Once a diagnosis is determined, doctors determine what needs to be done including referral to an appropriate specialist or hospital. So, at least with respect to diagnostic care, a treatment decision may be part money driven, part defensive medicine, and part trying to ensure that the patient is satisfied. Even the doctor himself often cannot tell you precisely what drove his decision to order tests that he thinks were probably unnecessary.
    Regarding tort reform, I don’t consider what Texas did to be tort reform. Damage caps are not tort reform. As I’ve said many times, tort reform means specialized health courts and not juries deciding malpractice cases and it means robust safe harbor protection from lawsuits for doctors who follow evidence based guidelines where they exist. No state has enacted tort reform as I define it. Even when they do, it will take some time for doctors to perceive tort reform as “for real” before they start to reduce the defensive medicine that pervades the medical culture in the U.S.

  8. Maryland has saved medicare and medicaid money. Yeah, on the backs of Maryland taxpayers. Umm, did you forget, ma’am, that states have to pay their share of what these programs alleged provided for those enrolled in them? Are you in medicare or medicaid as a patient? If you are, are you going to tell readers that you are absolutely satisfied with the level of care your insurance allows you to access?
    Well, I doubt you are in either plan, I doubt you have have ever had to deal with formularies or hold ups in accessing services for insurance review, and I sincerely and truly doubt you are an objective, unbiased reporter of these alleged facts you continue to spew at this site.
    Since you seem to like to write equally long rebuttals at this thread, care to include a disclaimer you are not on any democrat or profit beneficiary of this legislation so we can have it for prosperity, and in the end, call you on your hypocrisy when the truth comes out if you say you are neutral now?
    And you have yet another posting today. You are truly an amazing person. Your eyes have to be as brown as what you are serving up! But, pontificate away further, why say it simply so people can just see the truth in a few words?! Stagger them with thousands of words, endless links, and statistics cherry picked to allegedly prove you right.
    Like a politician. You are judged by the company you keep. Care to drop some names from your DC support group!?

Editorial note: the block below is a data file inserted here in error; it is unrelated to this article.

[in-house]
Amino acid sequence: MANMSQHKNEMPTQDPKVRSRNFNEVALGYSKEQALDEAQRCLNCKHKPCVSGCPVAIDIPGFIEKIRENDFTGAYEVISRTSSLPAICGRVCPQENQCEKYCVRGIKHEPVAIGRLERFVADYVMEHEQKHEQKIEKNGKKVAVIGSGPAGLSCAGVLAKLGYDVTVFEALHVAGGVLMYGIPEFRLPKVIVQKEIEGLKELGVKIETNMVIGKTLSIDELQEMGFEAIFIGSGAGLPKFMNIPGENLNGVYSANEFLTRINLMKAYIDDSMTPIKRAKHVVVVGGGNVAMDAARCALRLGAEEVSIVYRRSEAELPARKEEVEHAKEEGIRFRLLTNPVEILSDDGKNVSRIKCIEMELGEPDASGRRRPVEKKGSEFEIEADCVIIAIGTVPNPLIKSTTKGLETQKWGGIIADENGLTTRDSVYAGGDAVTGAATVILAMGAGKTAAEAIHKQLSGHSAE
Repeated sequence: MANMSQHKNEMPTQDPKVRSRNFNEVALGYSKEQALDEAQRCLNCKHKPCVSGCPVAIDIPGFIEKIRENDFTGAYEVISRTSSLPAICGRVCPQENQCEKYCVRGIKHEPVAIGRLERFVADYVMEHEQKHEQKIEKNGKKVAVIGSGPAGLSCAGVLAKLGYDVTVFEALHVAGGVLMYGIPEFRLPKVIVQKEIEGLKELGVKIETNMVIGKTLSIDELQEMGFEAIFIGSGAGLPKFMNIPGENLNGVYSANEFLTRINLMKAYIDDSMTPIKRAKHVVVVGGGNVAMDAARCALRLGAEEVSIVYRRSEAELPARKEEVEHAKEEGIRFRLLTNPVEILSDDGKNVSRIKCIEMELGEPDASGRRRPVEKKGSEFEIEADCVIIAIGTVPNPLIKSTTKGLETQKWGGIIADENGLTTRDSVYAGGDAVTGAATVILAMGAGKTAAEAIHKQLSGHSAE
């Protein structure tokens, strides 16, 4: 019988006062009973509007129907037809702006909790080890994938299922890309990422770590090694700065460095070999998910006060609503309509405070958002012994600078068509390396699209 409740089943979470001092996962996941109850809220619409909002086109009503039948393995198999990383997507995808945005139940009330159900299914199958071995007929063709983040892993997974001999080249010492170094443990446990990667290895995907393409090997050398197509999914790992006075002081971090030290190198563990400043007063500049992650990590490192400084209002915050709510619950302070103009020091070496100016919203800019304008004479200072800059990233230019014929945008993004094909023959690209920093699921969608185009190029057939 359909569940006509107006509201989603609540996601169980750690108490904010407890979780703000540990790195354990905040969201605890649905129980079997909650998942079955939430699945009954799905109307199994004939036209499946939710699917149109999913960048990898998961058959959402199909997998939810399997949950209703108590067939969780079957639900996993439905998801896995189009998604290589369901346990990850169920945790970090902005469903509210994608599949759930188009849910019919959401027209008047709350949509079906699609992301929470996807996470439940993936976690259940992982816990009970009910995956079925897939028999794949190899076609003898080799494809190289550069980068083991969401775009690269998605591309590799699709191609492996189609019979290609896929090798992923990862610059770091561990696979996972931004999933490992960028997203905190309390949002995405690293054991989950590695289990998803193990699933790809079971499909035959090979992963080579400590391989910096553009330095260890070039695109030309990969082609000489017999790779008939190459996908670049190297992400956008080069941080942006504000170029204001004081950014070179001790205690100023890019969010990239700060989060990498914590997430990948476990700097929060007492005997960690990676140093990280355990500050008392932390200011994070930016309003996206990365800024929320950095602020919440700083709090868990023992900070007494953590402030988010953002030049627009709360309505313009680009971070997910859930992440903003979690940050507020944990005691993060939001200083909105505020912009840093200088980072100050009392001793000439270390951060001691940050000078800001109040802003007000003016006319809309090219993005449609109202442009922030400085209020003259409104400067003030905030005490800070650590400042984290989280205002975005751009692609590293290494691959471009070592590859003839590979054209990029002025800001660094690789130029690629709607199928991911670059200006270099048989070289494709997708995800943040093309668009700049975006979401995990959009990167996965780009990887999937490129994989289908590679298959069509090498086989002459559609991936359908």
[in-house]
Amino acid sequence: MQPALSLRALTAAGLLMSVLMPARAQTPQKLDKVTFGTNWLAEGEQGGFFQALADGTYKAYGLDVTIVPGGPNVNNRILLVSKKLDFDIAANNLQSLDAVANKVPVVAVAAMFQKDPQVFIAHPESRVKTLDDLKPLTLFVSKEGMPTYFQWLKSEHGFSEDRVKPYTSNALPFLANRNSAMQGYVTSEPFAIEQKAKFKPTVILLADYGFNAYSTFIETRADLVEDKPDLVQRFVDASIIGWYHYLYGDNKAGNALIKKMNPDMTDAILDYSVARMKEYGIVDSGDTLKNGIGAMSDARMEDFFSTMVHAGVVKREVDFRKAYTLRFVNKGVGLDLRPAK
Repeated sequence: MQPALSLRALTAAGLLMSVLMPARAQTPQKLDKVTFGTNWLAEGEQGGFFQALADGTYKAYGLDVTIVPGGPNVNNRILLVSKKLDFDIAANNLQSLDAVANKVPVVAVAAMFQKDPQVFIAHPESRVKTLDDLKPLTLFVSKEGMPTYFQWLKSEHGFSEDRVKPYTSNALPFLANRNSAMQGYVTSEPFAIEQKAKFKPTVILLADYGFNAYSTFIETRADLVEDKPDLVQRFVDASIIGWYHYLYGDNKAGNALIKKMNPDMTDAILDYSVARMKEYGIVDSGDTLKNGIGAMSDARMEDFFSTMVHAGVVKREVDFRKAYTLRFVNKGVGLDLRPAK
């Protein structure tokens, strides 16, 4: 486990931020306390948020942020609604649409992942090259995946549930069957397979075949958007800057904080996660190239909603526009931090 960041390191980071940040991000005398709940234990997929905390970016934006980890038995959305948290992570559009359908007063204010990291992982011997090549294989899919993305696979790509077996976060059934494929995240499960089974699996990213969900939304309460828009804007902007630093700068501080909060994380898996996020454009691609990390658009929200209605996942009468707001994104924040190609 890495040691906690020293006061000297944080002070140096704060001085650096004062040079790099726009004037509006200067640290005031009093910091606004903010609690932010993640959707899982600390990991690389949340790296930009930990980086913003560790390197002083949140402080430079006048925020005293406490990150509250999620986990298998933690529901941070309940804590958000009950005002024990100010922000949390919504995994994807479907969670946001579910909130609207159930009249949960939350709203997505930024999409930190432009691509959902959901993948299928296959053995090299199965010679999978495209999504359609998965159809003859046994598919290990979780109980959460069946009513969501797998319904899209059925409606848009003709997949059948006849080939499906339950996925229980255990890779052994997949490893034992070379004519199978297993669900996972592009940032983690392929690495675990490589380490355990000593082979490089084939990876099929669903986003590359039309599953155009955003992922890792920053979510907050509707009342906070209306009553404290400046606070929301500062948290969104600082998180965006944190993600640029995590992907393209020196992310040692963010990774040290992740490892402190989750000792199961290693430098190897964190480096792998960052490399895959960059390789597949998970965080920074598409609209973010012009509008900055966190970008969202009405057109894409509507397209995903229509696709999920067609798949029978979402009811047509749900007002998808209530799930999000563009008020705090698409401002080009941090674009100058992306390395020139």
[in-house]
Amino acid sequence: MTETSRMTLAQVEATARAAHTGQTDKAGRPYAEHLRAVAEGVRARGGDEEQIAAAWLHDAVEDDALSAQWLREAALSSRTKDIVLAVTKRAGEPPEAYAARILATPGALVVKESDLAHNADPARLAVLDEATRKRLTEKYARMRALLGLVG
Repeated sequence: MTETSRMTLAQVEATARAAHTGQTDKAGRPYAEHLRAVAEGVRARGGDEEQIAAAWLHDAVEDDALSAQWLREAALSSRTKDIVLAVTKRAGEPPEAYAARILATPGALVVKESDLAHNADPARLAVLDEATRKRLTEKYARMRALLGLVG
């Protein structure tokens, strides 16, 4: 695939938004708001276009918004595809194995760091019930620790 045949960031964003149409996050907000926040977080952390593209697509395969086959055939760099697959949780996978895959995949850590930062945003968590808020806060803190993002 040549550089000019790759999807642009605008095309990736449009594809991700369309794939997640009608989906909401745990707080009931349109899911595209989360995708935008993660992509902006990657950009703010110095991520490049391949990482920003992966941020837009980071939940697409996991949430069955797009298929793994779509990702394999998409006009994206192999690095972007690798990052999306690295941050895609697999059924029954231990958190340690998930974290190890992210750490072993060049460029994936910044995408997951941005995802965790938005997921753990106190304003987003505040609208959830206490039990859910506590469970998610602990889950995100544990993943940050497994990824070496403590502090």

9. “Finally, all of the medical reserach done by int’l teams shows that care in Western Europe is, by and large, as good or better than care in the U.S. Better outcomes. Higher patient satisfaction–and lower costs.”
    Questionable research done by people with a political agenda. Break down any of these “studies” and you will quickly see they aren’t worth the paper they are written on.
    For starters your comparing what is usually a fairly homogenous system, NHS, against the aggregate results of 1000s of US systems. Those aggregate results are dragged down by a few very expensive plans, MA, NJ, etc and a few very poor plans, Medicaid. The 50% or so of the public with private employer paid insurance have far better coverage then any european nation. We have better doctors, better facilities, better everything. That is why they feel they have better coverage. People in UT and other midwestern states also don’t have the price disparity so your cost argument is also BS.
    “Kaiser’s use of Health IT improves patient outcomes.”
    So know your back to argueing it lowers cost, you have been on every side of this claim 5 times just in the one post. Either their premium is higher becuase their investment in IT didn’t pan out or it should be lower because it doesn’t work. You can’t claim both….well actually you can your a journalist.
    For a laugh please explain to all of us non fellows how you measure satisfaction scientifically between to distinct populations with no overlap. What exactly is your baseline or control? No one with middle school science would give an ounce of credit to any such study.